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By Eugeny_Brychkov

Paladin (1016)

Eugeny_Brychkov's picture

12-10-2018, 11:31

If you carefully read the MSX Technical data book chapter 5, section 7, you should get very strong feeling that when standard was developed, RAM was expected to be in slot 0-x in CPU bank 0 only under MSX-DOS.

Quote:

7.2.2 Inter-slot call use

There are several ways to execute inter-slot calls, as described below. They
are included in MAIN-ROM as BIOS calls. Some of them are offered in MSX-DOS,
so inter-slot calls can be executed under MSX-DOS.

It is not direct confirmation, but there're other statements in the subchapter leading me concluding that having RAM in slot 0-x in bank 0 without MSX-DOS running is unsupported configuration. You either run BASIC, DOS or cartridge. BASIC does not support upper 32K; cartridges may theoretically require RAM in this location, but I suspect it should be rarity in MSX1 development and production time.

When requirements have changed, issue was discovered, and manufacturers released new versions of the same models with RAM in slot 3. Should they have been updating the standard with precautions? Or release "errata" or amendment? Do we know that there is really no such document? If we do not have it does not mean it does not exist.

Note that releasing change to the standard may negatively affect image of the companies involved as well as standard image itself, thus things may have been made as privately as possible, with only selected developers developing complex software.

By DarkSchneider

Paladin (748)

DarkSchneider's picture

12-10-2018, 12:53

Ummm, looking at that chapter, we can see:

Quote:

7.2.1 Inter-slot call operation

When calling BIOS in MAIN-ROM from MSX-DOS, the state of slots changes as
described below.

(1) Since, in the initial MSX-DOS mode, RAM is selected all over 64K address
space, BASIC-ROM cannot be accessible in this state (see Figure 5.41-a).

(2) To call BIOS in ROM, switch page 0 to MAIN-ROM or BASIC to access. Then,
call BIOS (see Figure 5.41-b).

(3) Restore the original status after BIOS operations and return to the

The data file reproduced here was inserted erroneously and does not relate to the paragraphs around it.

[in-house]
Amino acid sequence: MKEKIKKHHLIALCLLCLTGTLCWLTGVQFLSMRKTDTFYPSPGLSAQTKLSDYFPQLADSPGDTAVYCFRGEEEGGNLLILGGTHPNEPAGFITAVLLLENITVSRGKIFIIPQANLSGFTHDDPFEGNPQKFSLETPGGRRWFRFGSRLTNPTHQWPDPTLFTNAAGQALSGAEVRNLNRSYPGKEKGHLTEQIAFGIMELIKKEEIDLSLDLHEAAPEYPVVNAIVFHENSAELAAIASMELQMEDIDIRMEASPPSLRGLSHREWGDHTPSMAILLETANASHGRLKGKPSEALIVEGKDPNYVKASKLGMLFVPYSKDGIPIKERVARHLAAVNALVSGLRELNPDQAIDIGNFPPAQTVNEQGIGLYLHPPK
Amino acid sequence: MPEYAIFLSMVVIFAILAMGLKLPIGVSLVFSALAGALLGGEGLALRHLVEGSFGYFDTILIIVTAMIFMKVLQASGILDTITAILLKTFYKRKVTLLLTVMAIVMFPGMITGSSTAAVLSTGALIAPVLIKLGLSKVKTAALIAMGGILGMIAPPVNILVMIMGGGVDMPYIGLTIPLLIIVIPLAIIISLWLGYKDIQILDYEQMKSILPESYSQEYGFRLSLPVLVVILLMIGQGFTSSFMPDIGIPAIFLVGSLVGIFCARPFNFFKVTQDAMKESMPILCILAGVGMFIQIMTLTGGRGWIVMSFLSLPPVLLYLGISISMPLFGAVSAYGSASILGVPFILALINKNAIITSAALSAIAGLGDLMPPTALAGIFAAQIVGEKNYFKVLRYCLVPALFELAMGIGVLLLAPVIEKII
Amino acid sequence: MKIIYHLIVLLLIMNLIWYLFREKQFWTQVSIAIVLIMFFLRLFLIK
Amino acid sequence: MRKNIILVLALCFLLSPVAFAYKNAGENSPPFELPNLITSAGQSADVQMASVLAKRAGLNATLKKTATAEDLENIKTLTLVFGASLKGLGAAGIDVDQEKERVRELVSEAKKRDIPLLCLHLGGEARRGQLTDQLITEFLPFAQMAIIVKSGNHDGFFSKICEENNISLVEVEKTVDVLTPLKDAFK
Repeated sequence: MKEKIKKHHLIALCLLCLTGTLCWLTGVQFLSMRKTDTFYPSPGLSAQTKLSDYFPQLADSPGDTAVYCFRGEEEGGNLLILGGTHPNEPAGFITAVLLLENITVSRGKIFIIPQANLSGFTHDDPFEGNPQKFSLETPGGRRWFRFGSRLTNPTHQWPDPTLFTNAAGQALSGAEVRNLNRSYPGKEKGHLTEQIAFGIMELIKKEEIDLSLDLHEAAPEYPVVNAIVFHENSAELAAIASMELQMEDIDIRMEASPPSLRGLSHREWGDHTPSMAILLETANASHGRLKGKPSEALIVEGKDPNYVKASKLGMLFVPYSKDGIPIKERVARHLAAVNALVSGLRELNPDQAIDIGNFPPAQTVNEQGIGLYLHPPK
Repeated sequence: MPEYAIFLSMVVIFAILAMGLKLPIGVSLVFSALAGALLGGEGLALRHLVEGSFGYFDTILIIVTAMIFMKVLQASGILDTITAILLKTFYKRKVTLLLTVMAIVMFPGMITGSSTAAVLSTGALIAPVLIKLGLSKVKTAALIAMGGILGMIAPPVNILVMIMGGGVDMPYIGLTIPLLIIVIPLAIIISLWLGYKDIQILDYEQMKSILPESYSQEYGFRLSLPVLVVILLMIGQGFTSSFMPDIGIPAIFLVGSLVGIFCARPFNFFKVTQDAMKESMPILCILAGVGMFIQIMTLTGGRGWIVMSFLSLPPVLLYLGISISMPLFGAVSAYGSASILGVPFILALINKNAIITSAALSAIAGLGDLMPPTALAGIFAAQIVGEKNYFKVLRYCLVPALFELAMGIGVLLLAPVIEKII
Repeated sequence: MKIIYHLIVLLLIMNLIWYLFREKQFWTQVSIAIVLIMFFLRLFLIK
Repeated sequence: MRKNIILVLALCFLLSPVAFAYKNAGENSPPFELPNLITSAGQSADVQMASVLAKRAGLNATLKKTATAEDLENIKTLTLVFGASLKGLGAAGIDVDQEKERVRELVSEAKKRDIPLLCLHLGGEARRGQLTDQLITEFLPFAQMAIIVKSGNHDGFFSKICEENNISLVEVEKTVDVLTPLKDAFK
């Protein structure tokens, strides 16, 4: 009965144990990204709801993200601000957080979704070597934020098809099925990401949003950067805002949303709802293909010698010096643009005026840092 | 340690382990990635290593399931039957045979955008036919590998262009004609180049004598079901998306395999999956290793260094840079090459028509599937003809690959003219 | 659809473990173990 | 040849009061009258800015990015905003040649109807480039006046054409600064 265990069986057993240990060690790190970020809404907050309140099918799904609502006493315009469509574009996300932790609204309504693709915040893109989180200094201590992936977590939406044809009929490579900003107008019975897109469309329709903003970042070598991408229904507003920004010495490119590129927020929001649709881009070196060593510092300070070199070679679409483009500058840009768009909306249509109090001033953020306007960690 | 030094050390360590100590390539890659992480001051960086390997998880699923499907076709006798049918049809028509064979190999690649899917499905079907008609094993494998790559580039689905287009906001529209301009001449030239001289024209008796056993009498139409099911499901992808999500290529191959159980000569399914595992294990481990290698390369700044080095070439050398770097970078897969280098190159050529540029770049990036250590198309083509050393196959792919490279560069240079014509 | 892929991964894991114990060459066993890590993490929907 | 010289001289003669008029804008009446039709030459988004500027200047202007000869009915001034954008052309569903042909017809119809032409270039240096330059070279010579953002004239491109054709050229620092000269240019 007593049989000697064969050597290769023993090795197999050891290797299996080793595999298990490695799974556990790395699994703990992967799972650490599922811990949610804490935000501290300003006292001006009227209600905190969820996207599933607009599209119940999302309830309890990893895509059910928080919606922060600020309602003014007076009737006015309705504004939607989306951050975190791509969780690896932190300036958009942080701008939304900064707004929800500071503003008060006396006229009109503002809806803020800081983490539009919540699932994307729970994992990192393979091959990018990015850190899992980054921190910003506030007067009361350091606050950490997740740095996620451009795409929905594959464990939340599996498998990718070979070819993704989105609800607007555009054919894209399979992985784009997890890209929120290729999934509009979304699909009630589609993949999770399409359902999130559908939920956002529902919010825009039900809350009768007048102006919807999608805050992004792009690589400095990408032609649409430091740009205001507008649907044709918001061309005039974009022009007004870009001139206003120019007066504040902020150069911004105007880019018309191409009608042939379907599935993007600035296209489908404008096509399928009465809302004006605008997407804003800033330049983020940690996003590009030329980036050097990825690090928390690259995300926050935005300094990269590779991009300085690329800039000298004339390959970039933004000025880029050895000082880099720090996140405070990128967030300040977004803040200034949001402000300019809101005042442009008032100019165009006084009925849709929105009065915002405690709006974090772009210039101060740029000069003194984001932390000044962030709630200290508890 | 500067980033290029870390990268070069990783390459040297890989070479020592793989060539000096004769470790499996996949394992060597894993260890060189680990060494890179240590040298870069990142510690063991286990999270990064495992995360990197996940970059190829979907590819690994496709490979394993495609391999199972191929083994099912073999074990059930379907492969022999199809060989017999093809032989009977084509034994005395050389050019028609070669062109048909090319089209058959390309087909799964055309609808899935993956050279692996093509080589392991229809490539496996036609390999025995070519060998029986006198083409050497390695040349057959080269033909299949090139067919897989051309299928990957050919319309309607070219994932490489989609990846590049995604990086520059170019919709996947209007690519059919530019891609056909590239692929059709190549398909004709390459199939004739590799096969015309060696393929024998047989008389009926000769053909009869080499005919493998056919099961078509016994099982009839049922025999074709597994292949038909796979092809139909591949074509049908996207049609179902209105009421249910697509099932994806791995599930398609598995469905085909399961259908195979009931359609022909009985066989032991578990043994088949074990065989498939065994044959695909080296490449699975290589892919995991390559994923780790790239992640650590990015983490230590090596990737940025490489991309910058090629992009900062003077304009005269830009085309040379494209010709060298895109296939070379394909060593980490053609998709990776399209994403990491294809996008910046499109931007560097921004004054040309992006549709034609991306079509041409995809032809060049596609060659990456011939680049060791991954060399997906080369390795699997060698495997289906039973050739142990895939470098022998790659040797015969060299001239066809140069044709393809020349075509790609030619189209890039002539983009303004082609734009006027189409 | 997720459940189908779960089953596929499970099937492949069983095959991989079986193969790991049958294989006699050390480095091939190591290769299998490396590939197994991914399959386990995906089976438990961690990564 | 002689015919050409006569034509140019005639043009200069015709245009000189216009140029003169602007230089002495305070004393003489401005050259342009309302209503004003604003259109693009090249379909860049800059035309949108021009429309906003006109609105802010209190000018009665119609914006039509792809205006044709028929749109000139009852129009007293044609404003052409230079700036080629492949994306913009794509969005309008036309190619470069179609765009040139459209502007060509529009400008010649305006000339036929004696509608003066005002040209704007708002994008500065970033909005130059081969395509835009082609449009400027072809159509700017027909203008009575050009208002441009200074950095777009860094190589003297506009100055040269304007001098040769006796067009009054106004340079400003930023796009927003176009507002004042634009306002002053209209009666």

initial address.

Figure 5.41 Inter-slot call

a) When using MSX-DOS

MSX-DOS BASIC-ROM MSX-DOS BASIC-ROM
------- ------- ------- -------
Page 0 | RAM | | ROM | Page 0 | RAM | | ROM | BIOS is
|-----| |-----| |-----| |-----| called
Page 1 | RAM | | ROM | Page 1 | RAM | | ROM |
|-----| |-----| <----------> |-----| |-----|
Page 2 | RAM | | ___ | Page 2 | RAM | | ___ |
|-----| |-----| |-----| |-----|
Page 3 | RAM | | ___ | Page 3 | RAM | | ___ |
------- ------- ------- -------
Slot 3 Slot 0 Slot 3 Slot 0

This is easily done when the program resides in other than page 0, but there
can be some problem when the calling program resides in page 0 which is the
same page as BIOS of the called program. Care is needed to prevent the
program from disappearing itself and generating unpredictable results when it
is switched to page 0. The inter-slot call settles this problem by jumping to
page 3 temporarily and then switching slots.

They put clearly the RAM at slot 3. So maybe they also made documentation for manufacturers with this fact, but as mentioned we have no access to that documentation. It could be accidental, but it is there.

Also, on points 1-3, they say switch page 0, but I had problems doing that even on MSX-DOS:
https://www.msx.org/forum/msx-talk/development/safe-set-bios-and-restore-ram-on-page-0-from-msx-dos?page=0
https://www.msx.org/forum/msx-talk/development/enaslt-for-page-0-in-msx-dos
What's wrong then?

Quote:

This is easily done when the program resides in other than page 0

So, it is supposed ENASLT to work for page 0. But as mentioned I had problems on machines with RAM at slot 0, it crashed when restoring the RAM.

By ARTRAG

Enlighted (6015)

ARTRAG's picture

12-10-2018, 19:50

Let me recollect some findings:

ENASLT from basic will fail when setting ram in page 0 under any configuration (tested and documented)
CALLF and CALSLT from basic will fail in case the ram and the bios are in the same primary slot (tested but not documented)
RDSLT and WRSLT work under any condition (I've tested them as part of the tests on CALLF)

By DarkSchneider

Paladin (748)

DarkSchneider's picture

13-10-2018, 10:34

BASIC relies much on BIOS, probably many BASIC functions are only wrappers of the BIOS ones. And even character related stuff probably use the corresponding BIOS calls. Maybe adding some of own stuff after.

By gdx

Prophet (2268)

gdx's picture

13-10-2018, 10:57

I modified explanation about CALLF and CALSLT in the wiki.
ARTRAG, can you detail the problem with ENASLT?

By ARTRAG

Enlighted (6015)

ARTRAG's picture

13-10-2018, 11:46

gdx wrote: